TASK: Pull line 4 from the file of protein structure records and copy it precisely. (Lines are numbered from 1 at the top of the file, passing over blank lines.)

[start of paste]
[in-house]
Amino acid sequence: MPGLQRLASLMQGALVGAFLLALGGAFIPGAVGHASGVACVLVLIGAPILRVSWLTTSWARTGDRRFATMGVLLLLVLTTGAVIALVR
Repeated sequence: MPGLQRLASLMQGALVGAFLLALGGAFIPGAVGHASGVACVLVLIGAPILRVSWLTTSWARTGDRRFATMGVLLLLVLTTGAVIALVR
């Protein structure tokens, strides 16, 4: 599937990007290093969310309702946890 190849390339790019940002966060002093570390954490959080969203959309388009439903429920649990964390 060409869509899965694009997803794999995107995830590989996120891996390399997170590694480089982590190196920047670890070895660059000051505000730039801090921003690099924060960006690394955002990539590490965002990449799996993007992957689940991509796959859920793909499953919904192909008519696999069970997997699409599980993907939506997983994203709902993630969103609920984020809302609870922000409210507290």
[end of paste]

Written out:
């Protein structure tokens, strides 16, 4: 599937990007290093969310309702946890 190849390339790019940002966060002093570390954490959080969203959309388009439903429920649990964390 060409869509899965694009997803794999995107995830590989996120891996390399997170590694480089982590190196920047670890070895660059000051505000730039801090921003690099924060960006690394955002990539590490965002990449799996993007992957689940991509796959859920793909499953919904192909008519696999069970997997699409599980993907939506997983994203709902993630969103609920984020809302609870922000409210507290």